Although asphalt (also known as bitumen) is a naturally occurring substance found in deposits within the earth, it is also a by-product of petroleum processing. Almost all the bitumen used for asphalt pavement and roofs comes from petroleum refining and consists of hydrocarbon compounds that remain at the upper end (600°C or 1100°F) of the vacuum-distillation process. Because asphalt cannot be vacuum distilled, it has long been assumed that installed asphalt pavement and roofs do not emit hydrocarbon pollutants. Yet, according to a new report in the journal Science Advances (September 2020), asphalt pavements and roofs do, in fact, emit significant quantities of hydrocarbons, including polycyclic aromatic hydrocarbons (PAHs), particularly in environmental conditions found on hot and sunny days. This is problematic, because some PAHs are mutagens, teratogens, carcinogens, or endocrine disruptors and therefore harmful to human health and the environment. Hydrocarbons may also act as precursors to air pollutants, because hydrocarbons can react with nitrogen oxides (NOx) and sunlight to form ozone, a major constituent of smog. See also: Air pollution; Aromatic hydrocarbon; Asphalt and asphaltite; Environmental toxicology; Nitrogen oxides; Ozone; Pavement; Petroleum; Petroleum processing and refining; Petroleum products; Roof construction; Smog
To study emissions from asphalt, researchers exposed samples of asphalt pavement and roofing materials in an environmental chamber to temperatures that these materials would be expected to experience on hot summer days, and to light at wavelengths and intensities corresponding to summer sunlight. On heat exposure, both asphalt pavement and roof materials emitted hydrocarbon pollutants. In addition, upon exposure to light, hydrocarbon emissions increased by 300 percent. According to the researchers, light-induced enhancement of hydrocarbon emissions is best explained as the photochemical breakdown of bitumen into smaller emittable compounds. See also: Environmental test; Heat; Light; Photochemistry; Solar radiation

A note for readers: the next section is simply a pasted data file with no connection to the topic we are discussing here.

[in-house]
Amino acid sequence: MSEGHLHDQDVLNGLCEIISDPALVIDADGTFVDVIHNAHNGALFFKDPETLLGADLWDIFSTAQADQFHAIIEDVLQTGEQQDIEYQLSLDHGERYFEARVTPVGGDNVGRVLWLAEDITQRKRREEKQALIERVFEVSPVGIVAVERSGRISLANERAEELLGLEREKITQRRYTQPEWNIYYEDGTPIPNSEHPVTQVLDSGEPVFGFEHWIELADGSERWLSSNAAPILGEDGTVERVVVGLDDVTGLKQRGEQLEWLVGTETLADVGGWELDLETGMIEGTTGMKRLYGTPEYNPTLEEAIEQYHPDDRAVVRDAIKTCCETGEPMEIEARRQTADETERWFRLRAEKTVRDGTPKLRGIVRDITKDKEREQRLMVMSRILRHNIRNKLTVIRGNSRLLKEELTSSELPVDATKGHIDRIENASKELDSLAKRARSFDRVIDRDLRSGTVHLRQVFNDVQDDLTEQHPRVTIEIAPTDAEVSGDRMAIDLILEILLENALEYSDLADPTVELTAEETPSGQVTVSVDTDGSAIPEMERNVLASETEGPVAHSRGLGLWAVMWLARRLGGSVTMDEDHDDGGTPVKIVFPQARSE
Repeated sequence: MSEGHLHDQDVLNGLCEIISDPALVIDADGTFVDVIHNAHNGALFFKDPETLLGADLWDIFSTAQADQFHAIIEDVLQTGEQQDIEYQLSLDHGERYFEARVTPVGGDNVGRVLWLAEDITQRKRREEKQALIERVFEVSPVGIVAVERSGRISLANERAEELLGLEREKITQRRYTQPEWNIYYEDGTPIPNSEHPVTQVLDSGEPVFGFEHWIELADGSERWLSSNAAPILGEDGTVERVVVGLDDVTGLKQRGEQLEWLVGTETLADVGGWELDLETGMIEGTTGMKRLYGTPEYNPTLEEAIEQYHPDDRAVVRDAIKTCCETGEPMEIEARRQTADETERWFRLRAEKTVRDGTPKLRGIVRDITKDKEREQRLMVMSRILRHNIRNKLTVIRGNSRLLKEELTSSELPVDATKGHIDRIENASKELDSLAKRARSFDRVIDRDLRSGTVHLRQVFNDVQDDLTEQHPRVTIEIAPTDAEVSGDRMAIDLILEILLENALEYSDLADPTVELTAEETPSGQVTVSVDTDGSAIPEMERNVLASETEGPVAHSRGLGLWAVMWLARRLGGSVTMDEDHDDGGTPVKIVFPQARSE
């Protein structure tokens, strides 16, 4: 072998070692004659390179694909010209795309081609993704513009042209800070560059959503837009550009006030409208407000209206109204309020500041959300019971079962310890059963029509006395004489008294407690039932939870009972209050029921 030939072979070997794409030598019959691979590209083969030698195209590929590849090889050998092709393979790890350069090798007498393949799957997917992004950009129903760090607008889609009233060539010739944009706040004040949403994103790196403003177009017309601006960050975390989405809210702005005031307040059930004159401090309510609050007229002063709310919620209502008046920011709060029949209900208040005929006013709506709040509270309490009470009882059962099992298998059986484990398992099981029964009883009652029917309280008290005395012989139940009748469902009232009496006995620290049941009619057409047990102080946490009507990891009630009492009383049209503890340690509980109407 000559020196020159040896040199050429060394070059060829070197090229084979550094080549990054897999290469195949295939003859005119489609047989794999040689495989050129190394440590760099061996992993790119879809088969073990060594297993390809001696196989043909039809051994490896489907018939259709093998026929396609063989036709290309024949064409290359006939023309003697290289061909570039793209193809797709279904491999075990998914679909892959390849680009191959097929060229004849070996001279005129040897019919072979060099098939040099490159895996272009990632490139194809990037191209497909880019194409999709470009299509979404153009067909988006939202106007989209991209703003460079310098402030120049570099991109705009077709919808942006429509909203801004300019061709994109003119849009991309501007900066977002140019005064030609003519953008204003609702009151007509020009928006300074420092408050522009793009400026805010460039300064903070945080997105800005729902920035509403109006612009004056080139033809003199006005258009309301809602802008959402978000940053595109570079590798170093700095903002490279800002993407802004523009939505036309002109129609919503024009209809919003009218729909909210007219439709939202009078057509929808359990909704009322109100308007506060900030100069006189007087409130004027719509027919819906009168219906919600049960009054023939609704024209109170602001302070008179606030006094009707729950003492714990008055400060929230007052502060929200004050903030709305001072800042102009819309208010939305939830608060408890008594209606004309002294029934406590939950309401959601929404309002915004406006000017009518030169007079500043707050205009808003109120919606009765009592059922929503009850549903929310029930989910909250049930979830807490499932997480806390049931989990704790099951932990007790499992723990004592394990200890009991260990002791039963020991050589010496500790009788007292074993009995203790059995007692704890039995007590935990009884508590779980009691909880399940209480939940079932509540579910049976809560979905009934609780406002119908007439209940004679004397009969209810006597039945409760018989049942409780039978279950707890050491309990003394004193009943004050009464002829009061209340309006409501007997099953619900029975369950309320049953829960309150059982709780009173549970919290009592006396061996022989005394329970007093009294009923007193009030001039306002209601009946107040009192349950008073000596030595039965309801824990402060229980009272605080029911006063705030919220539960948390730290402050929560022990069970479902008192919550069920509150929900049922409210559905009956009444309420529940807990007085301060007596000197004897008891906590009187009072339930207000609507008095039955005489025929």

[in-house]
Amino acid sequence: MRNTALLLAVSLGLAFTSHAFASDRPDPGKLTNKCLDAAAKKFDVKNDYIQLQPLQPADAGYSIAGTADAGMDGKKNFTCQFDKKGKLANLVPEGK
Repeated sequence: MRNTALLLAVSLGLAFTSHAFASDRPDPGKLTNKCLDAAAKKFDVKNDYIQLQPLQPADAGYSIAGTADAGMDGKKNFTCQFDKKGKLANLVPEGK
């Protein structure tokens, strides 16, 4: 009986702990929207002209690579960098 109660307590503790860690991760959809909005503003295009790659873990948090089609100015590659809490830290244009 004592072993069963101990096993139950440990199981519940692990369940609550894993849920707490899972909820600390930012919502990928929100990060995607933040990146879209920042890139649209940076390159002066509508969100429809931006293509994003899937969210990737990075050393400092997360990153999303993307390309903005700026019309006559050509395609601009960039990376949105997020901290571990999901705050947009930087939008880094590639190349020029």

The researchers acknowledged that emission of air pollutants from pavement and roofs is potentially problematic for large cities and urban areas, where such products are widely used. In the short term, there are no alternative pavements that can replace asphalt. Alternatives to asphalts roofs are available to those who can afford them. But asphalt roofs, comprising only 20 percent of roofs in cities, are the smaller fraction of the problem. For now, emissions from asphalt products can be understood as another part of the whole of Earth’s air pollutants.